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Super industry levies insufficiently detailed: ASFA

In a submission to Treasury about the proposed financial institution's supervisory levies for 2022-2023, ASFA has called for a more detailed dissection of APRA's regulatory activities.

The industry body said: "It's incumbent upon regulators to provide genuine transparency and accountability regarding the manner in which they determine their funding requirements and utilise their funding."

"Genuine transparency and accountability provides industry with greater insight into regulators' activities, and builds confidence within the industry that regulators are functioning well."

However, with respect to the Financial Institutions Supervisory Levies, ASFA supposed that it didn't provide sufficient detail for the industry to adequately understand how the proposed levies are determined.

For the super industry, the Treasury's proposed Financial Institutions Supervisory Levies would see the levy component grow from $57.8 million in 2021/22 to $61.3 million for 2022/23, a six percent rise year on year.

ASFA notes much of the recent increase relates to the 2021-22 budget measure Stronger Consumer Outcomes for Members of Superannuation. But, ASFA has also said that there is insufficient detail regarding the composition of APRA's broader regulatory costs concerning the super industry.

Just as the super industry faced increased scrutiny from the Your Future, Your Super legislation, ASFA submitted that a higher level of examination should apply with respect to the costs recovered from the industry via levies.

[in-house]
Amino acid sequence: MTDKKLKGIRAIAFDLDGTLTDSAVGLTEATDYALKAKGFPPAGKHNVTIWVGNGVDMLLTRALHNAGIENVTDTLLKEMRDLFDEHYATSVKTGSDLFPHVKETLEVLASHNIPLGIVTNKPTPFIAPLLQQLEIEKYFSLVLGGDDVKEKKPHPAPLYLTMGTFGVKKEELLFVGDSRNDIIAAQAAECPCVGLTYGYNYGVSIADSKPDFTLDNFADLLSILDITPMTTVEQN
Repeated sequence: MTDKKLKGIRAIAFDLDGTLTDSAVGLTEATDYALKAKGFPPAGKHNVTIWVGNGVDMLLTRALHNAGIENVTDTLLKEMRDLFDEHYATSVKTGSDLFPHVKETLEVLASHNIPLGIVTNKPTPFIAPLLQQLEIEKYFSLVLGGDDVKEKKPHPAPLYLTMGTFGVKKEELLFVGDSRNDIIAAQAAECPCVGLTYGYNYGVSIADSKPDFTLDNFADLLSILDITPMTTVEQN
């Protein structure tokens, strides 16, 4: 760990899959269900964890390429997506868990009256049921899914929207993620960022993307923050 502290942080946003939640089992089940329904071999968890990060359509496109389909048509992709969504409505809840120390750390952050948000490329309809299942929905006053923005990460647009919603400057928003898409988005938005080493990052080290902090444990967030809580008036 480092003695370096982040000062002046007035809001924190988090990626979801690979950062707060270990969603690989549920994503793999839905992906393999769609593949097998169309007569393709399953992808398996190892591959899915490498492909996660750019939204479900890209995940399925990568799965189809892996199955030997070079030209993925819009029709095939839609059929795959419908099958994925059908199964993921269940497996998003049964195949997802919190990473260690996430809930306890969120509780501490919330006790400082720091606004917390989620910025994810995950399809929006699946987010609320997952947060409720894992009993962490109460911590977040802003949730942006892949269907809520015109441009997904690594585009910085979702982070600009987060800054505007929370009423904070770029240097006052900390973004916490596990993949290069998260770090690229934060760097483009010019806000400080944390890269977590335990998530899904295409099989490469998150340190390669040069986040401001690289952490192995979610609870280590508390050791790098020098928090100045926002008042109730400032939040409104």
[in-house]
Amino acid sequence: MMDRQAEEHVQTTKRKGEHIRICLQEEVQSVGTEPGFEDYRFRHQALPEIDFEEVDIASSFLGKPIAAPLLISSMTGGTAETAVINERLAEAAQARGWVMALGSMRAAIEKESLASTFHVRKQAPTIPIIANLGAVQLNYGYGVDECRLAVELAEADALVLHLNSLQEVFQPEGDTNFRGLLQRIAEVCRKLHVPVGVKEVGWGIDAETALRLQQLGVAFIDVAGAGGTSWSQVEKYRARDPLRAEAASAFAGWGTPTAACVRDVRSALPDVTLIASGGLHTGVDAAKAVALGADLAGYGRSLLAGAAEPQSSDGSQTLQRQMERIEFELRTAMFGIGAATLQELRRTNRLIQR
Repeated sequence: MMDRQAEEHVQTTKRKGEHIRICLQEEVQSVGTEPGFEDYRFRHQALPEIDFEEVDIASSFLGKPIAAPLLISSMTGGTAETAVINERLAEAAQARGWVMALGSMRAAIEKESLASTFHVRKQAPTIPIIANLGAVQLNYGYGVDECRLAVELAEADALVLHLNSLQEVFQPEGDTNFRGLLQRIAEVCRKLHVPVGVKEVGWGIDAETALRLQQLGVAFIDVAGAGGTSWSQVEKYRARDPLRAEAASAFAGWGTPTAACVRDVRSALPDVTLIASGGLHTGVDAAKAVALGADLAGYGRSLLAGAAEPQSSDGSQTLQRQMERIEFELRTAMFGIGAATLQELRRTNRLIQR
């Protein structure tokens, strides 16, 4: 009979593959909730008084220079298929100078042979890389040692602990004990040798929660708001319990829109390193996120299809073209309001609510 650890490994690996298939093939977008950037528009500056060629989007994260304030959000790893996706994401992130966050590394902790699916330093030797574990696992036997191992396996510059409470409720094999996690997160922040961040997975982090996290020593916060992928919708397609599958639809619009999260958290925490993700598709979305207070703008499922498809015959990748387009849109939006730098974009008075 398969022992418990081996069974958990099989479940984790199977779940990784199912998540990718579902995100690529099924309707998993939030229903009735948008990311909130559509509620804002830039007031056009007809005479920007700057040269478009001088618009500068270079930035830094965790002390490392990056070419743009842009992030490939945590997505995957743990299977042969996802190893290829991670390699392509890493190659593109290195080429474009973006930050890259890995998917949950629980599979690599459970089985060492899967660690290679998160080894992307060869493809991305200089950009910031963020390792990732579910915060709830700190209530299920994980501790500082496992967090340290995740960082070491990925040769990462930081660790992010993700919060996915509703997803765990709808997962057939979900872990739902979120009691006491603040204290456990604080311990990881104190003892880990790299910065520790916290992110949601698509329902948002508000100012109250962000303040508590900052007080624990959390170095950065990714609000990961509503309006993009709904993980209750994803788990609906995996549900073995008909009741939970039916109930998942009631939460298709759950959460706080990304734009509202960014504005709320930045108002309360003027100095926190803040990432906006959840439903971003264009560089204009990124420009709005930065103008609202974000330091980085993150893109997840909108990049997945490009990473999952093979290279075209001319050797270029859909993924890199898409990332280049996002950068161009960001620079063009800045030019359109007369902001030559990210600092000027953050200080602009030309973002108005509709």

"Any increase in Financial Institutions Supervisory Levies, or other similar industry levies, ultimately will be borne by members - as higher fees (or indirect costs) that otherwise would be the case," ASFA argued.

Each year the Treasury publishes a Financial Institutions Supervisory Levies paper that proposes levy amounts for each relevant agency. This year, ASFA was pleased that the paper provided more detail compared with previous years, even so, the industry body said there was insufficient information on how the levy amounts for each agency related to their regulatory activities.

ASFA concluded that transparency around minimum and maximum levies needed to improve. The industry body also said that while Treasury has previously acknowledged its concerns and indicated greater transparency, in accordance with prior years, an updated cost recovery statement wasn't released in relevant discussion papers.

Read more: ASFATreasuryFinancial Institutions Supervisory LeviesAPRAMember outcomesSuperannuation